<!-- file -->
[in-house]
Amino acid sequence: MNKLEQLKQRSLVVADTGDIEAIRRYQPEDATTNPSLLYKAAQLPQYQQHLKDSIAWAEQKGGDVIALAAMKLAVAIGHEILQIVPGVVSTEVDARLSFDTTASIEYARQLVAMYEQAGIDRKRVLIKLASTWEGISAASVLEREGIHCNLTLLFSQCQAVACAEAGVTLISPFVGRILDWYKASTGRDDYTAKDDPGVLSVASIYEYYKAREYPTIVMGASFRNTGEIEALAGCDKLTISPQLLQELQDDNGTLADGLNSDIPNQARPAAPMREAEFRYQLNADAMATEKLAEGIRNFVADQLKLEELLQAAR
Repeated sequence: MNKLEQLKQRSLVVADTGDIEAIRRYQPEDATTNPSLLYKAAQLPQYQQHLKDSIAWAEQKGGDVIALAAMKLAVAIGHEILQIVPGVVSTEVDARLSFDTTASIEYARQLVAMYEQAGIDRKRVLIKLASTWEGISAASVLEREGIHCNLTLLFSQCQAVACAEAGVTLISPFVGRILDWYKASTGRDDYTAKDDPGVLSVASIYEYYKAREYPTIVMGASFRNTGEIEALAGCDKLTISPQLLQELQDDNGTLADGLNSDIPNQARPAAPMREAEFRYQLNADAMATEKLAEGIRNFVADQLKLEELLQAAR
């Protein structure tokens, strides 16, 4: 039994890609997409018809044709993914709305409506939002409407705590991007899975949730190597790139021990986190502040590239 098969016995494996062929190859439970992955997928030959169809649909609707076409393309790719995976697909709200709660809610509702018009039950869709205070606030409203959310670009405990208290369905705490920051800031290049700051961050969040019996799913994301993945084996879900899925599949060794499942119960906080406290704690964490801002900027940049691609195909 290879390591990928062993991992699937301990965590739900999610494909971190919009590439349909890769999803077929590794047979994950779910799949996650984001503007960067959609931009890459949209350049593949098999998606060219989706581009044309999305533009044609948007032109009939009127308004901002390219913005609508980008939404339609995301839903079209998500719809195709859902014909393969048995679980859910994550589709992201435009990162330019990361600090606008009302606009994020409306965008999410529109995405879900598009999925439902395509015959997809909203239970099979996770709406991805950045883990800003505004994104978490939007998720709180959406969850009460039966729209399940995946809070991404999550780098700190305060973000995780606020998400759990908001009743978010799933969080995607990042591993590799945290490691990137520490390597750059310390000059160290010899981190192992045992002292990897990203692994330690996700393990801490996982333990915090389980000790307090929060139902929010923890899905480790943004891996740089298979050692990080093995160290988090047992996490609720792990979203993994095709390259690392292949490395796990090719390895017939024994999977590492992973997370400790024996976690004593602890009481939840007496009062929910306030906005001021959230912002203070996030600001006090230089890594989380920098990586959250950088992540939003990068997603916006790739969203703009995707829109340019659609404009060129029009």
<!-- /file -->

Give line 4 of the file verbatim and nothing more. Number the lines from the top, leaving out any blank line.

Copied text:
């Protein structure tokens, strides 16, 4: 039994890609997409018809044709993914709305409506939002409407705590991007899975949730190597790139021990986190502040590239 098969016995494996062929190859439970992955997928030959169809649909609707076409393309790719995976697909709200709660809610509702018009039950869709205070606030409203959310670009405990208290369905705490920051800031290049700051961050969040019996799913994301993945084996879900899925599949060794499942119960906080406290704690964490801002900027940049691609195909 290879390591990928062993991992699937301990965590739900999610494909971190919009590439349909890769999803077929590794047979994950779910799949996650984001503007960067959609931009890459949209350049593949098999998606060219989706581009044309999305533009044609948007032109009939009127308004901002390219913005609508980008939404339609995301839903079209998500719809195709859902014909393969048995679980859910994550589709992201435009990162330019990361600090606008009302606009994020409306965008999410529109995405879900598009999925439902395509015959997809909203239970099979996770709406991805950045883990800003505004994104978490939007998720709180959406969850009460039966729209399940995946809070991404999550780098700190305060973000995780606020998400759990908001009743978010799933969080995607990042591993590799945290490691990137520490390597750059310390000059160290010899981190192992045992002292990897990203692994330690996700393990801490996982333990915090389980000790307090929060139902929010923890899905480790943004891996740089298979050692990080093995160290988090047992996490609720792990979203993994095709390259690392292949490395796990090719390895017939024994999977590492992973997370400790024996976690004593602890009481939840007496009062929910306030906005001021959230912002203070996030600001006090230089890594989380920098990586959250950088992540939003990068997603916006790739969203703009995707829109340019659609404009060129029009």